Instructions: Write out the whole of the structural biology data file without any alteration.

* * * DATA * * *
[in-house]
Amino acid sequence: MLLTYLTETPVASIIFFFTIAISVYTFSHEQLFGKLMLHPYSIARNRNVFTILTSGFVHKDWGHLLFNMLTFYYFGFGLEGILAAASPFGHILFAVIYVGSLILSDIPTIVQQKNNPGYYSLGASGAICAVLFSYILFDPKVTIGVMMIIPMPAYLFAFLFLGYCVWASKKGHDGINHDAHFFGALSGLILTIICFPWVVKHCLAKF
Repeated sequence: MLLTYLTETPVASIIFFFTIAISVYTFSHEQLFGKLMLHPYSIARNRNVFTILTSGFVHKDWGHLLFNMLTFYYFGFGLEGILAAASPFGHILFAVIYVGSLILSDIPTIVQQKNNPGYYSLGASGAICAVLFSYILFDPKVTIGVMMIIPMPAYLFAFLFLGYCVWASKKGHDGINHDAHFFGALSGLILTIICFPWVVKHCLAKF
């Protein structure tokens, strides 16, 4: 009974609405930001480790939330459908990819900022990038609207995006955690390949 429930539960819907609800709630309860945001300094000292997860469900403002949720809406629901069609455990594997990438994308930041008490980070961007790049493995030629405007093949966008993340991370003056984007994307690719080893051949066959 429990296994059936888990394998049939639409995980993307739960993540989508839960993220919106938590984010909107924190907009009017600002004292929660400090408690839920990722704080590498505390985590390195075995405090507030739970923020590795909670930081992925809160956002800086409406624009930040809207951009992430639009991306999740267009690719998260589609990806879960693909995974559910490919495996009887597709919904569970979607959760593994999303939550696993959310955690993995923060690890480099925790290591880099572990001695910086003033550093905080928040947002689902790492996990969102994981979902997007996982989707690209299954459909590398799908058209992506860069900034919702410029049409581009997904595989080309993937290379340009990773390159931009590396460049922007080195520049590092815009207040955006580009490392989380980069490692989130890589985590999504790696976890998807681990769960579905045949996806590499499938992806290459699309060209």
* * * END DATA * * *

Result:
[in-house]
Amino acid sequence: MLLTYLTETPVASIIFFFTIAISVYTFSHEQLFGKLMLHPYSIARNRNVFTILTSGFVHKDWGHLLFNMLTFYYFGFGLEGILAAASPFGHILFAVIYVGSLILSDIPTIVQQKNNPGYYSLGASGAICAVLFSYILFDPKVTIGVMMIIPMPAYLFAFLFLGYCVWASKKGHDGINHDAHFFGALSGLILTIICFPWVVKHCLAKF
Repeated sequence: MLLTYLTETPVASIIFFFTIAISVYTFSHEQLFGKLMLHPYSIARNRNVFTILTSGFVHKDWGHLLFNMLTFYYFGFGLEGILAAASPFGHILFAVIYVGSLILSDIPTIVQQKNNPGYYSLGASGAICAVLFSYILFDPKVTIGVMMIIPMPAYLFAFLFLGYCVWASKKGHDGINHDAHFFGALSGLILTIICFPWVVKHCLAKF
């Protein structure tokens, strides 16, 4: 009974609405930001480790939330459908990819900022990038609207995006955690390949 429930539960819907609800709630309860945001300094000292997860469900403002949720809406629901069609455990594997990438994308930041008490980070961007790049493995030629405007093949966008993340991370003056984007994307690719080893051949066959 429990296994059936888990394998049939639409995980993307739960993540989508839960993220919106938590984010909107924190907009009017600002004292929660400090408690839920990722704080590498505390985590390195075995405090507030739970923020590795909670930081992925809160956002800086409406624009930040809207951009992430639009991306999740267009690719998260589609990806879960693909995974559910490919495996009887597709919904569970979607959760593994999303939550696993959310955690993995923060690890480099925790290591880099572990001695910086003033550093905080928040947002689902790492996990969102994981979902997007996982989707690209299954459909590398799908058209992506860069900034919702410029049409581009997904595989080309993937290379340009990773390159931009590396460049922007080195520049590092815009207040955006580009490392989380980069490692989130890589985590999504790696976890998807681990769960579905045949996806590499499938992806290459699309060209």